The full list of projects contains the entire database hosted on this portal, across the available directories. The projects and activities (across all directories/catalogs) are also available by country of origin, by geographical region, or by directory.
Both NOAA and NASA operate satellites with cover¬age of the Arctic region. The major observations and products are: 1. Daily, near real-time plots of surface, cloud, and radiative properties from AVHRR; 2. Near real-time MODIS and AVHRR polar winds; 3. Daily, near real-time plots of clear sky, low-level temperature inversions from MODIS; 4. Daily profile plots of Arctic temperature, humid-ity and winds; 5. Near-daily plots of surface winds over open water; and 6. Surface temperatures for land, sea and sea ice.
NPS monitors aerosols at Denali National Park and Preserve (DNPP) to calculate and track visibility trends (1988 to present). The aerosol program is part of the Interagency Monitoring of Protected Visual Environments (IMPROVE) network. Wet deposi¬tion has been monitored at DNPP (Site ID AK03) since 1980 as part of the National Atmospheric Deposition Program/National Trends Network (NADP/NTN). In order to estimate dry deposition at DNPP (Site DEN417), weekly concentrations of sulfur and nitrogen compounds have been measured since 1998 as part of the Clean Air Status and Trends Networks (CASTNet). UV-B radiation has been monitored at DNPP since 1997 as part of the EPA UV-B Monitoring Program. The NPS Western Air¬borne Contaminants Assessment Project (WACAP) is currently evaluating water, snow, sediments, willow bark, fish, and moose tissue in a number of western US and Alaska national parks, including DNPP, for the presence of metals (including mercury) and organic compounds.
NASA and NSF support the Greenland Climate Network (GC-Net), a series of automatic weather stations that monitor conditions on the ice sheet.
The overall goal of AON is to obtain data that will support scientific investigations of Arctic environmental system change. The observing objectives are to: 1. Maintain science-driven observations of environmental system changes that are already underway; 2. Deploy new, science-driven observing systems and be prepared for detection of future environmental system change; 3. Develop observing data sets that will contribute to (a) the understanding of Arctic environmental system change (via analysis, synthesis and modelling) and its connections to the global system, and (b) improved prediction of future Arctic environmental system change and its connections to the global system. Main gaps: Understanding Change and Responding to Change panels, has formed an AON Design and Implementation (ADI) Task Force. Composed of Arctic and non-Arctic scientists with experience and expertise in scientific observing and observing system operation and design, the goal of the task force is to provide advice to the scientific community and NSF on observing system/network design options that are available for identifying gaps that hinder scientific understanding of Arctic environmental system change. The task force will hold two workshops and address two main objectives: (1) evaluate the current SEARCH science questions and observing priorities, and recommend new priorities in the light of the environmental system changes that have occurred since 2005; and (2) evaluate observing system/network design methods, including pilot projects and small-scale tests. A publicly available report will be released in summer 2010. It is anticipated that the report will be of interest to the broader Arctic science community, the governments of the Arctic countries and other countries, NGOs and numerous stakeholders.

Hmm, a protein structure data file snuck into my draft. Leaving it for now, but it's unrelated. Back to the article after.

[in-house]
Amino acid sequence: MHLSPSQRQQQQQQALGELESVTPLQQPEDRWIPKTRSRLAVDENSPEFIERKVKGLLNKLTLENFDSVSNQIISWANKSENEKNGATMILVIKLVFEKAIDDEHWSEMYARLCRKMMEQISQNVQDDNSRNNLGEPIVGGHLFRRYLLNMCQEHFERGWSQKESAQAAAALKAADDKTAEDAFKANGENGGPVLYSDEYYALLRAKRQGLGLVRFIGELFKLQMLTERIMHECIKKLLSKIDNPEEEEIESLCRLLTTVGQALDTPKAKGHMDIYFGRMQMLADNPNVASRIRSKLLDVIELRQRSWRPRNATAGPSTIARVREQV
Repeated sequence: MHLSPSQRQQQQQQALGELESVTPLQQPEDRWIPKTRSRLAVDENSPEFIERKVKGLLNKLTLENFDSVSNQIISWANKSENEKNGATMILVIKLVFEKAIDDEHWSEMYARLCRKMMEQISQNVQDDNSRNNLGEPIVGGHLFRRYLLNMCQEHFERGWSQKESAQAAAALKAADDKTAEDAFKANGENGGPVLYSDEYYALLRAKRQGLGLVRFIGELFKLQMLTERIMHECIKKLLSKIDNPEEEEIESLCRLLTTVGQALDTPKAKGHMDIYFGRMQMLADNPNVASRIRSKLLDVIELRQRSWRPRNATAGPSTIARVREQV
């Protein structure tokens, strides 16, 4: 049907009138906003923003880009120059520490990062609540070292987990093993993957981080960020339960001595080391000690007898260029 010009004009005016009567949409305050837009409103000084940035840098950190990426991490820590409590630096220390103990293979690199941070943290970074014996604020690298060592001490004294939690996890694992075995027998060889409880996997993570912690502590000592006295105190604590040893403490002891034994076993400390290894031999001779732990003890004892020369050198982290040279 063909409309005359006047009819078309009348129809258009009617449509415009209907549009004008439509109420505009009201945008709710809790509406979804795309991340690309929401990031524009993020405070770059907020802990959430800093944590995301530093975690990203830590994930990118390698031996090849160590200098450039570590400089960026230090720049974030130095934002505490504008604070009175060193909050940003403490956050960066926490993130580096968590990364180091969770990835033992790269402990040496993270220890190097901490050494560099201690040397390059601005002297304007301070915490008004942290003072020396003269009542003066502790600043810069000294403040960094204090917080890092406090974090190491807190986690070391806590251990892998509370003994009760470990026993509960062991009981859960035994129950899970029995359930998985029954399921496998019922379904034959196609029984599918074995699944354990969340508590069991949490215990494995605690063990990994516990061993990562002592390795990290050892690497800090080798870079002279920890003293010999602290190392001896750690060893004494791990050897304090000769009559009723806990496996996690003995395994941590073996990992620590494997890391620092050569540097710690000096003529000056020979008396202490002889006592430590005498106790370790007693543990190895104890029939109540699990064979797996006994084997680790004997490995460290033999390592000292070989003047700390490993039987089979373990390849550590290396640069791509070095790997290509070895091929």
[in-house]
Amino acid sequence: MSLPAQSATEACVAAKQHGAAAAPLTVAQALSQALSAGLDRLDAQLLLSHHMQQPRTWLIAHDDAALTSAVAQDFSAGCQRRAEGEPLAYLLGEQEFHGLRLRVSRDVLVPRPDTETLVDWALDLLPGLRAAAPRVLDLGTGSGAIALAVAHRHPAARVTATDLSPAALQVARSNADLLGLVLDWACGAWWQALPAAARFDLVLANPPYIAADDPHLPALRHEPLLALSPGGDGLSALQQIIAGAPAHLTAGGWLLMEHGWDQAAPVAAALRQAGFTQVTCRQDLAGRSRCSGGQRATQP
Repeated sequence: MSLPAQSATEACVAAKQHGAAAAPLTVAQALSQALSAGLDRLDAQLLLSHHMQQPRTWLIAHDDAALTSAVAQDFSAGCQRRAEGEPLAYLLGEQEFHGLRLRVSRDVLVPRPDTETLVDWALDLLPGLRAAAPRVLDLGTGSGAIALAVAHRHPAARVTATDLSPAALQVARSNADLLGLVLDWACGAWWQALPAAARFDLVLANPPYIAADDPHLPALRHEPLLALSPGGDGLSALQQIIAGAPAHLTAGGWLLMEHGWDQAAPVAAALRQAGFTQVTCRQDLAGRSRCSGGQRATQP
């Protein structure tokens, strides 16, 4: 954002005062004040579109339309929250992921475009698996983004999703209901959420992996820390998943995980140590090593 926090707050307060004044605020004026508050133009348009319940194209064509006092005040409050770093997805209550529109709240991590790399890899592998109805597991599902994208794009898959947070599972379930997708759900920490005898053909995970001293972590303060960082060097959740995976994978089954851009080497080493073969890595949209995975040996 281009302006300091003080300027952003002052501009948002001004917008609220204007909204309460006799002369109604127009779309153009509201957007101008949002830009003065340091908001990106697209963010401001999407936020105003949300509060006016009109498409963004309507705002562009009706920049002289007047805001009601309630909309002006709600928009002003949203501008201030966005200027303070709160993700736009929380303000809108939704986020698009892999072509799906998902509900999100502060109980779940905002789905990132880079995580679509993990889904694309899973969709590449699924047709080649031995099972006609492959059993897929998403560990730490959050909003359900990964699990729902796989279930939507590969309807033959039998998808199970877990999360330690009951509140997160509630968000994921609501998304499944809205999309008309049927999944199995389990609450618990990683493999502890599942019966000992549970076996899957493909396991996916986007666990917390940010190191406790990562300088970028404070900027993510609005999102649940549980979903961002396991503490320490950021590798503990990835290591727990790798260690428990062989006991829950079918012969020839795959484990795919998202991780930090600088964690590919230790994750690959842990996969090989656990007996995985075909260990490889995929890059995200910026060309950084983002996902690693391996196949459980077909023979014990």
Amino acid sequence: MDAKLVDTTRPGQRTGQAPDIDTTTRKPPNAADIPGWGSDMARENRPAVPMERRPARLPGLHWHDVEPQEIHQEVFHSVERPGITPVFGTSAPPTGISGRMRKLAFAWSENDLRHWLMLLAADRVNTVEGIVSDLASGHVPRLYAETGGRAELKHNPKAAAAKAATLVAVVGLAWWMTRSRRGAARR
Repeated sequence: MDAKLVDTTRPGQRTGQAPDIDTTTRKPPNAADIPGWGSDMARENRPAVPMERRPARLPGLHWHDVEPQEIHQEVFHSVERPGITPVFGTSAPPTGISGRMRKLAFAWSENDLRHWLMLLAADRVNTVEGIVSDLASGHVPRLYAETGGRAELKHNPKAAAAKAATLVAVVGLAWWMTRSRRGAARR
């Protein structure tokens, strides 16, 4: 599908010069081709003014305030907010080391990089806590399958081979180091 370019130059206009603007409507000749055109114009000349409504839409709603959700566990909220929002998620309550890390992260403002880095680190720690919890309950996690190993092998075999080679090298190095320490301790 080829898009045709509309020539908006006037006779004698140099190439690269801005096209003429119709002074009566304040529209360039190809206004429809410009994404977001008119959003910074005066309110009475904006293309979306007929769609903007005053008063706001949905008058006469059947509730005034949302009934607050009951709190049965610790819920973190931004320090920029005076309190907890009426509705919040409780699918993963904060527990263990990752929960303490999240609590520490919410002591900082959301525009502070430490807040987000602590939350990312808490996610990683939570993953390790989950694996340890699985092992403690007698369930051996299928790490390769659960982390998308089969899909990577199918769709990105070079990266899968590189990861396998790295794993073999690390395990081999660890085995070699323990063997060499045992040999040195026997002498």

More information about NWS observing activities will be available in due course Alaska Region Headquarters, http://www.arh.noaa.gov/ Weather station list and real-time observations, http://www.arh.noaa.gov/obs.php Marine observations, http://www.ndbc.noaa.gov/maps/Alaska.shtml Hydrology – Alaska Pacific River Forecast Center, http://aprfc.arh.noaa.gov/
Observe changes in the ecosystem, fluxes of heat, salt, nutrients, CO2, and methane from the seafloor to the atmosphere above, as a function of changing climate in the Pacific Arctic region from the Bering Strait north to the high Arctic. Main gaps: So far unable to go far into the ice for investigation, although the geographical scope of the RUSALCA mission increased in 2009 because of the reduction of sea ice cover. (we were able to reach a northernmost site and to sample as far north as 77°30’N.
To provide real-time marine meteorological, oceanographic and geophysical observations in real-time to the World Meteorological Organization’s Global Telecommunications Service (GTS).
The Bering Sea is an extremely rich ecosystem providing almost half of the US catch of fish and shellfish. EcoFOCI has four moorings (M2, M4, M5 and M8), which are an important component in the observational system, monitoring changes in the ecosystem. Data are used by ecosystem managers, modellers (model validation), and scientists. They provide critical information on the spatial temperature structure, timing of phytoplankton blooms, cold pool and presence of marine mammals. Main gaps: Expanding instrumentation to measure ice thickness, nutrients, oxygen, PAR, zooplankton biovolume and atmospheric variables to all four of the mooring sites. Increase vertical resolution of nutrients. Expand measurements northward into the Chukchi and Beaufort Seas.
More information about the following long-term observing activities will be available in due course
More information about the following long-term observing activities will be available in due course
To develop a coastal and ocean observing system in the Alaska region that meets the needs of multiple stakeholders by (1) serving as a regional data center providing data integration and coordination; (2) identifying stakeholder and user priorities for ocean and coastal information; (4) working with federal, state and academic partners to fill those gaps, including by AOOS where appropriate. Main gaps: AOOS and the data center are statewide activities, but thus far, available funding has limited observations and models primarily the Gulf of Alaska.